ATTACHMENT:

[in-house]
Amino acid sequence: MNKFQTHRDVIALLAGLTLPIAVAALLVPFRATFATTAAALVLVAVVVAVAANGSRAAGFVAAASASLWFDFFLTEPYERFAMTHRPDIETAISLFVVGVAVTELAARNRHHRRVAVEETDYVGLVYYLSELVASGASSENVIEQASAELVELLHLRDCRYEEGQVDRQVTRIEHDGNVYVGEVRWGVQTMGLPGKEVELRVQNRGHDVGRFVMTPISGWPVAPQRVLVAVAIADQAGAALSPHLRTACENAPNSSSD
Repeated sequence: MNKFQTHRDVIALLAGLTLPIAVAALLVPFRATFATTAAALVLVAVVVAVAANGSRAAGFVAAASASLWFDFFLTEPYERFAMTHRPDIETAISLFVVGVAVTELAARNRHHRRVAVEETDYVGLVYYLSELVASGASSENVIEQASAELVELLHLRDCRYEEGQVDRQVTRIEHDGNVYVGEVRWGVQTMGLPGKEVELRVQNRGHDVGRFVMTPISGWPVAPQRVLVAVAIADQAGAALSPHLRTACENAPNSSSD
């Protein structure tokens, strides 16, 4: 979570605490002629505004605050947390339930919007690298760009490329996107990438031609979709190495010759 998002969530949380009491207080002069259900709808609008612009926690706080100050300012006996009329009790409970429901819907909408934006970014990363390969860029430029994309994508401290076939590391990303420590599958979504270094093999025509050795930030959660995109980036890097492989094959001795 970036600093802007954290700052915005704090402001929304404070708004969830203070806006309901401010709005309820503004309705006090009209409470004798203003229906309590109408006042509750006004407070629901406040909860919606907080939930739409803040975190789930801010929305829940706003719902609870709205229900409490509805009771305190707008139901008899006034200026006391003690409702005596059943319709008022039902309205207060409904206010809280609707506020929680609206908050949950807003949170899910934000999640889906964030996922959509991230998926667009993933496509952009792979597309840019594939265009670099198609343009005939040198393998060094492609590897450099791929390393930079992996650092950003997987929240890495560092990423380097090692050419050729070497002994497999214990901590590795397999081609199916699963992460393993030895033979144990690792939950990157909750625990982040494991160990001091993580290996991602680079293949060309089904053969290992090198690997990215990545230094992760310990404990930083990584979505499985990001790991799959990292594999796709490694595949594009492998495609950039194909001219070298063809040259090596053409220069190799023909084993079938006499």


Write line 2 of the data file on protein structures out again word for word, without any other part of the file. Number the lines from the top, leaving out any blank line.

Amino acid sequence: MNKFQTHRDVIALLAGLTLPIAVAALLVPFRATFATTAAALVLVAVVVAVAANGSRAAGFVAAASASLWFDFFLTEPYERFAMTHRPDIETAISLFVVGVAVTELAARNRHHRRVAVEETDYVGLVYYLSELVASGASSENVIEQASAELVELLHLRDCRYEEGQVDRQVTRIEHDGNVYVGEVRWGVQTMGLPGKEVELRVQNRGHDVGRFVMTPISGWPVAPQRVLVAVAIADQAGAALSPHLRTACENAPNSSSD